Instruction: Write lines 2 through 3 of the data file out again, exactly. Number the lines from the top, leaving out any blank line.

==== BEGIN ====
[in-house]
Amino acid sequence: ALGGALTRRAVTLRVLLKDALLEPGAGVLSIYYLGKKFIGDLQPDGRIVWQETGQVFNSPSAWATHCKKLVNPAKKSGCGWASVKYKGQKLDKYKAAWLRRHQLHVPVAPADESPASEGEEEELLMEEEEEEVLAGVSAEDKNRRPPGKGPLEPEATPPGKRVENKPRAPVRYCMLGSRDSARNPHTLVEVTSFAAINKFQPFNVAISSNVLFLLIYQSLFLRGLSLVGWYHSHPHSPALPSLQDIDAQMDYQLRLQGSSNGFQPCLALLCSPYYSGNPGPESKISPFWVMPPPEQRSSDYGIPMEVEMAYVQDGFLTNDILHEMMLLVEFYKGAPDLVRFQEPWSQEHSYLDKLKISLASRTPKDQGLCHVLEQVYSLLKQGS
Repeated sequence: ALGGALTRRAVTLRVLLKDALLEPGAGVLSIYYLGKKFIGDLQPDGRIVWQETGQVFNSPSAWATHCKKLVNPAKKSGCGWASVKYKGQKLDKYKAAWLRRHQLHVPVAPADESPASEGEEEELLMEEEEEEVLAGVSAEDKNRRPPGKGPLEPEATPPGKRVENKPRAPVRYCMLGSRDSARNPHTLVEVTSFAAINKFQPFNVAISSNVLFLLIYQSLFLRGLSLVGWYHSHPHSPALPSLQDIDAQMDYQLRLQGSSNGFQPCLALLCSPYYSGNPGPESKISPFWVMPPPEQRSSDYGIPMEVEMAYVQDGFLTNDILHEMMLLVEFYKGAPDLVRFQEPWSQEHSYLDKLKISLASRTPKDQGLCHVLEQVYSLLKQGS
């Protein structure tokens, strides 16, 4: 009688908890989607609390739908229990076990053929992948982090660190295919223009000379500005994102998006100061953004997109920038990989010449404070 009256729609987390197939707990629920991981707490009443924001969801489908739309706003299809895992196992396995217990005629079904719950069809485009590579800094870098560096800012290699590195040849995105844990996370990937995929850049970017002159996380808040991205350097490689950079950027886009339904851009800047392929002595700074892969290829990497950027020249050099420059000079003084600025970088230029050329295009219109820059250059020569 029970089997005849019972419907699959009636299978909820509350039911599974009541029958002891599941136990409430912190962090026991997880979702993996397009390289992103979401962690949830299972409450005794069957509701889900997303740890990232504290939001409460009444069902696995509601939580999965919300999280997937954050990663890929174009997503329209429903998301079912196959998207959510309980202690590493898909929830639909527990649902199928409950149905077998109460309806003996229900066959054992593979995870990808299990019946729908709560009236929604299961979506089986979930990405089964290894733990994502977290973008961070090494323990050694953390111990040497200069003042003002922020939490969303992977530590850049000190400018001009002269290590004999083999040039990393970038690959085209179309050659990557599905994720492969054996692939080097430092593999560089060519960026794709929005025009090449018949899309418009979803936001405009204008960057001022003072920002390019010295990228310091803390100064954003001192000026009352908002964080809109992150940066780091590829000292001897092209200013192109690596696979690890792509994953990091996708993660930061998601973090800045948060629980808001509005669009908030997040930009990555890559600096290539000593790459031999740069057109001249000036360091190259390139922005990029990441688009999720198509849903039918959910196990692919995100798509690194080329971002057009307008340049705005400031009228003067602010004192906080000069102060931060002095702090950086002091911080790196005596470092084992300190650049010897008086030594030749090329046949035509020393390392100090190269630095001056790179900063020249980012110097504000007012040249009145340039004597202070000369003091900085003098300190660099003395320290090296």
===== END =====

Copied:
Amino acid sequence: ALGGALTRRAVTLRVLLKDALLEPGAGVLSIYYLGKKFIGDLQPDGRIVWQETGQVFNSPSAWATHCKKLVNPAKKSGCGWASVKYKGQKLDKYKAAWLRRHQLHVPVAPADESPASEGEEEELLMEEEEEEVLAGVSAEDKNRRPPGKGPLEPEATPPGKRVENKPRAPVRYCMLGSRDSARNPHTLVEVTSFAAINKFQPFNVAISSNVLFLLIYQSLFLRGLSLVGWYHSHPHSPALPSLQDIDAQMDYQLRLQGSSNGFQPCLALLCSPYYSGNPGPESKISPFWVMPPPEQRSSDYGIPMEVEMAYVQDGFLTNDILHEMMLLVEFYKGAPDLVRFQEPWSQEHSYLDKLKISLASRTPKDQGLCHVLEQVYSLLKQGS
Repeated sequence: ALGGALTRRAVTLRVLLKDALLEPGAGVLSIYYLGKKFIGDLQPDGRIVWQETGQVFNSPSAWATHCKKLVNPAKKSGCGWASVKYKGQKLDKYKAAWLRRHQLHVPVAPADESPASEGEEEELLMEEEEEEVLAGVSAEDKNRRPPGKGPLEPEATPPGKRVENKPRAPVRYCMLGSRDSARNPHTLVEVTSFAAINKFQPFNVAISSNVLFLLIYQSLFLRGLSLVGWYHSHPHSPALPSLQDIDAQMDYQLRLQGSSNGFQPCLALLCSPYYSGNPGPESKISPFWVMPPPEQRSSDYGIPMEVEMAYVQDGFLTNDILHEMMLLVEFYKGAPDLVRFQEPWSQEHSYLDKLKISLASRTPKDQGLCHVLEQVYSLLKQGS